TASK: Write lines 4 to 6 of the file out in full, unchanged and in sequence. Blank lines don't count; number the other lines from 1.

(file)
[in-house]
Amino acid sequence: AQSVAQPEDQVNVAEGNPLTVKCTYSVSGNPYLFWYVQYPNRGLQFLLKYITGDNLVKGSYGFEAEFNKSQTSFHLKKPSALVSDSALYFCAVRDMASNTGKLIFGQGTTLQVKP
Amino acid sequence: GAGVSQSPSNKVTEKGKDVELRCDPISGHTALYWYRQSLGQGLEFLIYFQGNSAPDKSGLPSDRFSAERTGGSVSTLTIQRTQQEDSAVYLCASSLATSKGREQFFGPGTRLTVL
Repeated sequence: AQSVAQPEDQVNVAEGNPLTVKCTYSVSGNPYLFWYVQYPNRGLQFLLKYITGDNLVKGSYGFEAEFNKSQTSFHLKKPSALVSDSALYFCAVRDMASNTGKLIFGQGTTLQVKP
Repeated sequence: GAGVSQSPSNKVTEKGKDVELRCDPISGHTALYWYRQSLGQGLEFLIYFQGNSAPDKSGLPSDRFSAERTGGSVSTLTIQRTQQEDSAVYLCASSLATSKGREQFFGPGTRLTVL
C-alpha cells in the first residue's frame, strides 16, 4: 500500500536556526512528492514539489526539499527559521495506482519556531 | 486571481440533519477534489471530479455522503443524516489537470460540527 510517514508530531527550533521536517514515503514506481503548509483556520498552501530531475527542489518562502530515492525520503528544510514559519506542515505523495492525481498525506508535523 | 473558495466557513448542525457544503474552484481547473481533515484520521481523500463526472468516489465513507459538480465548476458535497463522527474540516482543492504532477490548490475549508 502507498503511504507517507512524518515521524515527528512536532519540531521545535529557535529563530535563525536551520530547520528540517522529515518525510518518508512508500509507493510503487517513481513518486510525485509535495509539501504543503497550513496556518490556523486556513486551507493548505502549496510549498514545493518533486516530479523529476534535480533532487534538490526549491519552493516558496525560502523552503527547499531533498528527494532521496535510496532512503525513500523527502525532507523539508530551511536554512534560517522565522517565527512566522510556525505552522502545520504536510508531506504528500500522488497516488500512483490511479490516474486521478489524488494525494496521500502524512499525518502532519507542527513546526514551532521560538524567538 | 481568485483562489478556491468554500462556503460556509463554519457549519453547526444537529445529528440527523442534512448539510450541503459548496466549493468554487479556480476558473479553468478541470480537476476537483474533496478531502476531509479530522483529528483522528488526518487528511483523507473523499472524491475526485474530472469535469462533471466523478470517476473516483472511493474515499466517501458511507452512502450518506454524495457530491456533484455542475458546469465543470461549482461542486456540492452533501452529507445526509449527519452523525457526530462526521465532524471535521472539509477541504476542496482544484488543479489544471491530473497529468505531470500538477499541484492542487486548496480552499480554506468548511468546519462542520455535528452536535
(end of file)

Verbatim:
Repeated sequence: AQSVAQPEDQVNVAEGNPLTVKCTYSVSGNPYLFWYVQYPNRGLQFLLKYITGDNLVKGSYGFEAEFNKSQTSFHLKKPSALVSDSALYFCAVRDMASNTGKLIFGQGTTLQVKP
Repeated sequence: GAGVSQSPSNKVTEKGKDVELRCDPISGHTALYWYRQSLGQGLEFLIYFQGNSAPDKSGLPSDRFSAERTGGSVSTLTIQRTQQEDSAVYLCASSLATSKGREQFFGPGTRLTVL
C-alpha cells in the first residue's frame, strides 16, 4: 500500500536556526512528492514539489526539499527559521495506482519556531 | 486571481440533519477534489471530479455522503443524516489537470460540527 510517514508530531527550533521536517514515503514506481503548509483556520498552501530531475527542489518562502530515492525520503528544510514559519506542515505523495492525481498525506508535523 | 473558495466557513448542525457544503474552484481547473481533515484520521481523500463526472468516489465513507459538480465548476458535497463522527474540516482543492504532477490548490475549508 502507498503511504507517507512524518515521524515527528512536532519540531521545535529557535529563530535563525536551520530547520528540517522529515518525510518518508512508500509507493510503487517513481513518486510525485509535495509539501504543503497550513496556518490556523486556513486551507493548505502549496510549498514545493518533486516530479523529476534535480533532487534538490526549491519552493516558496525560502523552503527547499531533498528527494532521496535510496532512503525513500523527502525532507523539508530551511536554512534560517522565522517565527512566522510556525505552522502545520504536510508531506504528500500522488497516488500512483490511479490516474486521478489524488494525494496521500502524512499525518502532519507542527513546526514551532521560538524567538 | 481568485483562489478556491468554500462556503460556509463554519457549519453547526444537529445529528440527523442534512448539510450541503459548496466549493468554487479556480476558473479553468478541470480537476476537483474533496478531502476531509479530522483529528483522528488526518487528511483523507473523499472524491475526485474530472469535469462533471466523478470517476473516483472511493474515499466517501458511507452512502450518506454524495457530491456533484455542475458546469465543470461549482461542486456540492452533501452529507445526509449527519452523525457526530462526521465532524471535521472539509477541504476542496482544484488543479489544471491530473497529468505531470500538477499541484492542487486548496480552499480554506468548511468546519462542520455535528452536535